If they can keep working on the material and improve the stage presence a little, these guys could revitalise the much lauded ‘Home of Metal’ tag. It’s that serious.
What followed for the two remaining acts of the night was an attempt to follow ‘that’. And in doing so both tried a little too hard.
Awake By Design are a 6-piece melodic prog rock/metal band. All decent players, for sure, with serious amounts of hair across the backline of twin guitars, bass and keyboards and fronted by an energetic and theatrical vocalist in Adrian Powell. Unfortunately their performance just blurred-into-one a little too much for me. Technically gifted guitarists looking at fretboards is not what I want to see at a gig. Powell tried hard to engage but was hindered by a small stage filled with co-band members. They could have done with taking a small step back and letting him use the space as he clearly wanted to do.
There was nothing terribly wrong with ABD by any means but they do need something more to make them stand out from the crowd. What I do know will help, is the larger stage when they support Queensryche in Wolverhampton in October.
Headliners, Audio Disease have ‘chosen’ a tough path. I use inverts around ‘chosen’ as it isn’t a conscious choice to want to play gigs when you form a band, that’s the natural part. The fact that it’s a tough path is that they are young 17 year old guys still learning their trade in front of a live audience. And in front of a live audience, there is no hiding.
Let’s cover the good stuff… they look great! They are good looking boys and that will help attract a young devoted audience. Think – a ‘rock n roll One Direction’ and you won’t be far wrong. Yeah, they’ll get some stick for it along the way but I’d rather look this good, than not.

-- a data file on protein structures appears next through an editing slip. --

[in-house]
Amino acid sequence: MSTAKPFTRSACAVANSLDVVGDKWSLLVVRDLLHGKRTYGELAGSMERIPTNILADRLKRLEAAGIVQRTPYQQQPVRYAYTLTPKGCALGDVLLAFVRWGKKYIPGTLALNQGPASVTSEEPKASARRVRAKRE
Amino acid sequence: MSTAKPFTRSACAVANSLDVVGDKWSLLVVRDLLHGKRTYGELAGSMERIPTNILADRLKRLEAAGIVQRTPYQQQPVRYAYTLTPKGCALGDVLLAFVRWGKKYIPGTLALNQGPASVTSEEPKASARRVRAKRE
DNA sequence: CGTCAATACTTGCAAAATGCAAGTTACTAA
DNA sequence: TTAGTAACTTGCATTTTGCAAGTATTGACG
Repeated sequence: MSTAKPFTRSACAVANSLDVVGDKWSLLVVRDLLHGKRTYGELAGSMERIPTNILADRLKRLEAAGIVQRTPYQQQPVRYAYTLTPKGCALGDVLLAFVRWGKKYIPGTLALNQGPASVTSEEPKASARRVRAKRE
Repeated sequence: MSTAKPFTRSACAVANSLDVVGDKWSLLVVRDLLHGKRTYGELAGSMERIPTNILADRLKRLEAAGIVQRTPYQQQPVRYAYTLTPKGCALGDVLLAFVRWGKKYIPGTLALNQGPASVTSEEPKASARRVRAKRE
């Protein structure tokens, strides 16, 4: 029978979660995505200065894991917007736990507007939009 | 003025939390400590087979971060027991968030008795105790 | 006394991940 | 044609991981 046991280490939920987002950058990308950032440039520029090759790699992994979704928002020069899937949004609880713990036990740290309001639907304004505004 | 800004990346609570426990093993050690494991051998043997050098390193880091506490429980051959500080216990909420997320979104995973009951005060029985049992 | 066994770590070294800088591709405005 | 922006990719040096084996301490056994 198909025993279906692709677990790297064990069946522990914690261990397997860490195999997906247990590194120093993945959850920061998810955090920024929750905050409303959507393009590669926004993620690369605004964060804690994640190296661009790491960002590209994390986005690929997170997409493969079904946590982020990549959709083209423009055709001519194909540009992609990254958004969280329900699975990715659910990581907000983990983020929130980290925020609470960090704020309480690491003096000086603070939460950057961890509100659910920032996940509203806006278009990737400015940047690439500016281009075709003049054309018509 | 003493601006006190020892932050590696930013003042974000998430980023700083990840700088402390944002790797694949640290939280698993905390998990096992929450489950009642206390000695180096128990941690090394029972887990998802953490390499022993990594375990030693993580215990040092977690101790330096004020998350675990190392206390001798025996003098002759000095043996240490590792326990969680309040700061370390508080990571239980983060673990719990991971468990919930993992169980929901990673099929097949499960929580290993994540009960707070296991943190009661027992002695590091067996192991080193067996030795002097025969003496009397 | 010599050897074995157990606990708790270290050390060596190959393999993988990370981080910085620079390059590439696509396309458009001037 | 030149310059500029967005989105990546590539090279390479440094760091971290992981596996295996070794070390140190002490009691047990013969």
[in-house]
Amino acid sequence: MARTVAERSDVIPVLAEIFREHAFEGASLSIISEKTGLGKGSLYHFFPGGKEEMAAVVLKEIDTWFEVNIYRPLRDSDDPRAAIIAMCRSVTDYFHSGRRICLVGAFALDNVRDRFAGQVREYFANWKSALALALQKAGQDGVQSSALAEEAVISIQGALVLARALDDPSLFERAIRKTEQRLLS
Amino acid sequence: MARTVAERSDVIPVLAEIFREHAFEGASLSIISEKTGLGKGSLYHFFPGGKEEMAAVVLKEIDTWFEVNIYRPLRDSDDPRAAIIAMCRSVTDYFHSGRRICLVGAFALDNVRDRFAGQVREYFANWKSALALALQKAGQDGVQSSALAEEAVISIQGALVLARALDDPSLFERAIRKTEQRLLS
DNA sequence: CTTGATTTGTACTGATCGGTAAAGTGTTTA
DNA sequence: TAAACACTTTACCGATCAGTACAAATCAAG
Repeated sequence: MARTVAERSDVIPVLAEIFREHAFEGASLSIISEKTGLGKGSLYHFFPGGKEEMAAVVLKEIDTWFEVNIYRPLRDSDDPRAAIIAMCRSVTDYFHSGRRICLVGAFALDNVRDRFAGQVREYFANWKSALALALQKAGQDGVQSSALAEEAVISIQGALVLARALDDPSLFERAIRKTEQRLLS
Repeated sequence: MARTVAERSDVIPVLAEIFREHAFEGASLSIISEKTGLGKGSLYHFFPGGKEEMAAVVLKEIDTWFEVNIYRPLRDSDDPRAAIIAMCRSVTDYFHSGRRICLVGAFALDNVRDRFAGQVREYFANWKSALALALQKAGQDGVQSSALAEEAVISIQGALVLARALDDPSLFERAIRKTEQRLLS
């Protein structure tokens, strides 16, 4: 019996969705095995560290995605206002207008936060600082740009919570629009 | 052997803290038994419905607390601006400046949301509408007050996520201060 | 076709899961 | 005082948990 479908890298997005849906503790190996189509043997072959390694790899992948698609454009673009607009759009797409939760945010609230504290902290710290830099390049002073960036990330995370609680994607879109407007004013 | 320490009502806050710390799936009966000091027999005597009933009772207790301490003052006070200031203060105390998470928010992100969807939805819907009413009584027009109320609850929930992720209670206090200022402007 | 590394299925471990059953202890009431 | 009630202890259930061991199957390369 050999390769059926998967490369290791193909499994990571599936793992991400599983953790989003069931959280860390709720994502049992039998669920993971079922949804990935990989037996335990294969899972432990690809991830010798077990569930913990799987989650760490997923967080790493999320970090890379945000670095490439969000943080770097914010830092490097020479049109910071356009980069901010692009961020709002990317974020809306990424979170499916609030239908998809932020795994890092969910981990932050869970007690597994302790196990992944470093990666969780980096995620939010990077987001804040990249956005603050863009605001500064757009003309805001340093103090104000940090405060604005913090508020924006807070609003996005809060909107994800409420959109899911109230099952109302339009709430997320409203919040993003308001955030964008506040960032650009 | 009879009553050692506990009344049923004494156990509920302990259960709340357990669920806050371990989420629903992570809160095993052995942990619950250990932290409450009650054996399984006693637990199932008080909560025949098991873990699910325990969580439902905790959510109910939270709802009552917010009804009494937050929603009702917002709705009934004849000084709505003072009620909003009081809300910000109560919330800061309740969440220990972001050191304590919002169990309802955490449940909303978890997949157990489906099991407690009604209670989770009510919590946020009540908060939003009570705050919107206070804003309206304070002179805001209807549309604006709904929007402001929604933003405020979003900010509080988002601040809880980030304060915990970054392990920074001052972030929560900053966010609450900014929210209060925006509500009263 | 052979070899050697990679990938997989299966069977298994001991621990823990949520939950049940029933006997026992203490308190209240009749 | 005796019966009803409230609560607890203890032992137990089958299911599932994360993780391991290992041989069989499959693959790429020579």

The songs cut through big time. Catchy, pop-rock, with plenty of hooks and chantable choruses. This is the type of stuff that Jam Bun Jovi rocked a million faces with but cashed in a long time ago.
What they don’t yet have it a stage performance. Nervous? Clearly. They were headlining a gig in Birmingham at the age of 17 so that’s more than allowed. Tuning? Sorry vocalist, Tom but there were too many tuning issues as you just pushed it too hard. It’s certainly not easy but you need to find your comfort place on stage. Feel at home up there and it will happen for you.
Three cover songs in a set and two being Guns n Roses is ok for pub and party bands but for a headlining gig? … Audio Disease need to meet these challenges and come out stronger if they are to win over new fans, rather than people waiting another 6 months to see them again. They need to be confident in their own material and set it free; from what I heard it’s certainly good enough and I think a tighter 30 minutes set would have worked better than a covers padded 45.
What they need to do now, is rehearse, rehearse, rehearse. Then the nerves will fall away, the songs will play themselves, leaving them to focus on the performance. It’s going to be interesting to watch them grow, there’s clearly potential to be honed. Time to get the polish out.